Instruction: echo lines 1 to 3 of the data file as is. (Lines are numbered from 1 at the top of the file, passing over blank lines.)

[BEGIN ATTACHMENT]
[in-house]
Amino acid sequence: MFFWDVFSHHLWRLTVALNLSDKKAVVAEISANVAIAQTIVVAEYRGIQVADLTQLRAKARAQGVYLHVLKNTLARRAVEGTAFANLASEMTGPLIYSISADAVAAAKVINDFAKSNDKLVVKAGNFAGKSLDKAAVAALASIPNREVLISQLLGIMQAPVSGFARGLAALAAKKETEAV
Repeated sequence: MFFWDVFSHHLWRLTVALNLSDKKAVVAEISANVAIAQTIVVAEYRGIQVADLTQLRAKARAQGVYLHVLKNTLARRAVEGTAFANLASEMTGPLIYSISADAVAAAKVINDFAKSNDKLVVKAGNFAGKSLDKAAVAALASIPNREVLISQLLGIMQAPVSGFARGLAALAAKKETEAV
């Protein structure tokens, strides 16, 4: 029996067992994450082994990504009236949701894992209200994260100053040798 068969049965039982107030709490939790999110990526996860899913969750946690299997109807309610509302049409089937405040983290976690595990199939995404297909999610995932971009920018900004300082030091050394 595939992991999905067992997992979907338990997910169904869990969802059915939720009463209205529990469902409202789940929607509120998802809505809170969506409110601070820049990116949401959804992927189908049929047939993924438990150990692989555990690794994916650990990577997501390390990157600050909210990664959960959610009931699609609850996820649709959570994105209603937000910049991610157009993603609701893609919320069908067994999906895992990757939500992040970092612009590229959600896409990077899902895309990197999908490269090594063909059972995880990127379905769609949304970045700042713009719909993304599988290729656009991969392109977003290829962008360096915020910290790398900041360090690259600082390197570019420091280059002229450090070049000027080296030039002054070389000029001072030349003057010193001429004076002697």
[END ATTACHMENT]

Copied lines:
[in-house]
Amino acid sequence: MFFWDVFSHHLWRLTVALNLSDKKAVVAEISANVAIAQTIVVAEYRGIQVADLTQLRAKARAQGVYLHVLKNTLARRAVEGTAFANLASEMTGPLIYSISADAVAAAKVINDFAKSNDKLVVKAGNFAGKSLDKAAVAALASIPNREVLISQLLGIMQAPVSGFARGLAALAAKKETEAV
Repeated sequence: MFFWDVFSHHLWRLTVALNLSDKKAVVAEISANVAIAQTIVVAEYRGIQVADLTQLRAKARAQGVYLHVLKNTLARRAVEGTAFANLASEMTGPLIYSISADAVAAAKVINDFAKSNDKLVVKAGNFAGKSLDKAAVAALASIPNREVLISQLLGIMQAPVSGFARGLAALAAKKETEAV